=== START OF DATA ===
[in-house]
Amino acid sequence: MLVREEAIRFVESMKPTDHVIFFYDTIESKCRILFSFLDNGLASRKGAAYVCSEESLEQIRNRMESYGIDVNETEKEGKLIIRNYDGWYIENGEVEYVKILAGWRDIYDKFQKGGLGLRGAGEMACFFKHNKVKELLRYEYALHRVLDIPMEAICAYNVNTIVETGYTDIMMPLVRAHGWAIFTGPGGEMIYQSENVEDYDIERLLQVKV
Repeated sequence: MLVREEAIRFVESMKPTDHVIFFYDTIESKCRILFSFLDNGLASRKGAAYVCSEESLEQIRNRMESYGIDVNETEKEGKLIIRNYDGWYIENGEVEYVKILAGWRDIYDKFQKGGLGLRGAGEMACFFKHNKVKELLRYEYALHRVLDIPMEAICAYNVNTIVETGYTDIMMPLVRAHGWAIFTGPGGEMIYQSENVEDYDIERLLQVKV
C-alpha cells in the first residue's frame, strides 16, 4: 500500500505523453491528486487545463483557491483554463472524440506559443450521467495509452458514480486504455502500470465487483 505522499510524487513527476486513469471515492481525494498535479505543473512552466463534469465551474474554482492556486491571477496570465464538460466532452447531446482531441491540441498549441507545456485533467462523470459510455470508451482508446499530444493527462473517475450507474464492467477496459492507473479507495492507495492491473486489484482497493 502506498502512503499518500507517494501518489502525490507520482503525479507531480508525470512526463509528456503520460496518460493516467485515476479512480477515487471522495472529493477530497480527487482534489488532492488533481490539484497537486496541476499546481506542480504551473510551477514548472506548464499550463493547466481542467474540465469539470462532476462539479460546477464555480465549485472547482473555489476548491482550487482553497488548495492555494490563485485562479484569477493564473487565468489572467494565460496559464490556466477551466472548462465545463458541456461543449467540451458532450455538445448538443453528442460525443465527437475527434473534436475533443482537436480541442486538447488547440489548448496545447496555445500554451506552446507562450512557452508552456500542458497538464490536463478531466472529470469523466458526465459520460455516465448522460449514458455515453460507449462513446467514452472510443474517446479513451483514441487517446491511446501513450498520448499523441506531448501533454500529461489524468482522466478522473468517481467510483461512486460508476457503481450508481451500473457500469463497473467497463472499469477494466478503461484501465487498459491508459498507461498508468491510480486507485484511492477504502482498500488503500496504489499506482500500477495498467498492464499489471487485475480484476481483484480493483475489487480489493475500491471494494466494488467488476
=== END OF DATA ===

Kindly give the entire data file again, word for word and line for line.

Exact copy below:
[in-house]
Amino acid sequence: MLVREEAIRFVESMKPTDHVIFFYDTIESKCRILFSFLDNGLASRKGAAYVCSEESLEQIRNRMESYGIDVNETEKEGKLIIRNYDGWYIENGEVEYVKILAGWRDIYDKFQKGGLGLRGAGEMACFFKHNKVKELLRYEYALHRVLDIPMEAICAYNVNTIVETGYTDIMMPLVRAHGWAIFTGPGGEMIYQSENVEDYDIERLLQVKV
Repeated sequence: MLVREEAIRFVESMKPTDHVIFFYDTIESKCRILFSFLDNGLASRKGAAYVCSEESLEQIRNRMESYGIDVNETEKEGKLIIRNYDGWYIENGEVEYVKILAGWRDIYDKFQKGGLGLRGAGEMACFFKHNKVKELLRYEYALHRVLDIPMEAICAYNVNTIVETGYTDIMMPLVRAHGWAIFTGPGGEMIYQSENVEDYDIERLLQVKV
C-alpha cells in the first residue's frame, strides 16, 4: 500500500505523453491528486487545463483557491483554463472524440506559443450521467495509452458514480486504455502500470465487483 505522499510524487513527476486513469471515492481525494498535479505543473512552466463534469465551474474554482492556486491571477496570465464538460466532452447531446482531441491540441498549441507545456485533467462523470459510455470508451482508446499530444493527462473517475450507474464492467477496459492507473479507495492507495492491473486489484482497493 502506498502512503499518500507517494501518489502525490507520482503525479507531480508525470512526463509528456503520460496518460493516467485515476479512480477515487471522495472529493477530497480527487482534489488532492488533481490539484497537486496541476499546481506542480504551473510551477514548472506548464499550463493547466481542467474540465469539470462532476462539479460546477464555480465549485472547482473555489476548491482550487482553497488548495492555494490563485485562479484569477493564473487565468489572467494565460496559464490556466477551466472548462465545463458541456461543449467540451458532450455538445448538443453528442460525443465527437475527434473534436475533443482537436480541442486538447488547440489548448496545447496555445500554451506552446507562450512557452508552456500542458497538464490536463478531466472529470469523466458526465459520460455516465448522460449514458455515453460507449462513446467514452472510443474517446479513451483514441487517446491511446501513450498520448499523441506531448501533454500529461489524468482522466478522473468517481467510483461512486460508476457503481450508481451500473457500469463497473467497463472499469477494466478503461484501465487498459491508459498507461498508468491510480486507485484511492477504502482498500488503500496504489499506482500500477495498467498492464499489471487485475480484476481483484480493483475489487480489493475500491471494494466494488467488476